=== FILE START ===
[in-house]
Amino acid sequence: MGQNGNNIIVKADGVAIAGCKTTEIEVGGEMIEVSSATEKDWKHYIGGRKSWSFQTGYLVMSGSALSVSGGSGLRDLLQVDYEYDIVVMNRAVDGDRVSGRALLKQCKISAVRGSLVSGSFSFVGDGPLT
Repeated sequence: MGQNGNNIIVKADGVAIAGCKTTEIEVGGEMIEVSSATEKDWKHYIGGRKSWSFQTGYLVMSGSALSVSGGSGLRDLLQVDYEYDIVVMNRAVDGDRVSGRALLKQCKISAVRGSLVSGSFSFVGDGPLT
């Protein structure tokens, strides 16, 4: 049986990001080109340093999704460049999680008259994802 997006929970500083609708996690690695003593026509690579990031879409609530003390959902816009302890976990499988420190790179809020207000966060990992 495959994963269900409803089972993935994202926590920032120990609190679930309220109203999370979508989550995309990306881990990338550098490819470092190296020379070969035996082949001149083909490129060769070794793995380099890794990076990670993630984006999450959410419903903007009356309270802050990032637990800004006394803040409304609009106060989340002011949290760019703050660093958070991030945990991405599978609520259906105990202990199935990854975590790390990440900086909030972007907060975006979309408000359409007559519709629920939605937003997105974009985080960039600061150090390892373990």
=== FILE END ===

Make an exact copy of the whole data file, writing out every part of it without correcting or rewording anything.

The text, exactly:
[in-house]
Amino acid sequence: MGQNGNNIIVKADGVAIAGCKTTEIEVGGEMIEVSSATEKDWKHYIGGRKSWSFQTGYLVMSGSALSVSGGSGLRDLLQVDYEYDIVVMNRAVDGDRVSGRALLKQCKISAVRGSLVSGSFSFVGDGPLT
Repeated sequence: MGQNGNNIIVKADGVAIAGCKTTEIEVGGEMIEVSSATEKDWKHYIGGRKSWSFQTGYLVMSGSALSVSGGSGLRDLLQVDYEYDIVVMNRAVDGDRVSGRALLKQCKISAVRGSLVSGSFSFVGDGPLT
């Protein structure tokens, strides 16, 4: 049986990001080109340093999704460049999680008259994802 997006929970500083609708996690690695003593026509690579990031879409609530003390959902816009302890976990499988420190790179809020207000966060990992 495959994963269900409803089972993935994202926590920032120990609190679930309220109203999370979508989550995309990306881990990338550098490819470092190296020379070969035996082949001149083909490129060769070794793995380099890794990076990670993630984006999450959410419903903007009356309270802050990032637990800004006394803040409304609009106060989340002011949290760019703050660093958070991030945990991405599978609520259906105990202990199935990854975590790390990440900086909030972007907060975006979309408000359409007559519709629920939605937003997105974009985080960039600061150090390892373990």